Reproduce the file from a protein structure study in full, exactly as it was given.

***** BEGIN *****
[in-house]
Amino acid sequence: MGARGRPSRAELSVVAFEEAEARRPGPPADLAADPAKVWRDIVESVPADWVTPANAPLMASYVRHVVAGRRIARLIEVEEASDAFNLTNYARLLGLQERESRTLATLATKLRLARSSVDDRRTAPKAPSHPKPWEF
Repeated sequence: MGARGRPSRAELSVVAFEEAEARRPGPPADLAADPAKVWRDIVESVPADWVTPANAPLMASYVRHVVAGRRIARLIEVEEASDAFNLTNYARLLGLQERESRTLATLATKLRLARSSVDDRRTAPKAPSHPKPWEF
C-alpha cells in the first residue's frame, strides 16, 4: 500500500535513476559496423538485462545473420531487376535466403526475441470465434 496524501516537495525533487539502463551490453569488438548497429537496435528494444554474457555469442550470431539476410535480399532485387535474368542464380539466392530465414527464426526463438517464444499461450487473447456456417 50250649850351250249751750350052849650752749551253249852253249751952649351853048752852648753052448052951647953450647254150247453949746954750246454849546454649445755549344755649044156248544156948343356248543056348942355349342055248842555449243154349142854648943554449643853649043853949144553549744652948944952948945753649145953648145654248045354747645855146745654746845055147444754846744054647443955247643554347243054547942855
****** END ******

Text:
[in-house]
Amino acid sequence: MGARGRPSRAELSVVAFEEAEARRPGPPADLAADPAKVWRDIVESVPADWVTPANAPLMASYVRHVVAGRRIARLIEVEEASDAFNLTNYARLLGLQERESRTLATLATKLRLARSSVDDRRTAPKAPSHPKPWEF
Repeated sequence: MGARGRPSRAELSVVAFEEAEARRPGPPADLAADPAKVWRDIVESVPADWVTPANAPLMASYVRHVVAGRRIARLIEVEEASDAFNLTNYARLLGLQERESRTLATLATKLRLARSSVDDRRTAPKAPSHPKPWEF
C-alpha cells in the first residue's frame, strides 16, 4: 500500500535513476559496423538485462545473420531487376535466403526475441470465434 496524501516537495525533487539502463551490453569488438548497429537496435528494444554474457555469442550470431539476410535480399532485387535474368542464380539466392530465414527464426526463438517464444499461450487473447456456417 50250649850351250249751750350052849650752749551253249852253249751952649351853048752852648753052448052951647953450647254150247453949746954750246454849546454649445755549344755649044156248544156948343356248543056348942355349342055248842555449243154349142854648943554449643853649043853949144553549744652948944952948945753649145953648145654248045354747645855146745654746845055147444754846744054647443955247643554347243054547942855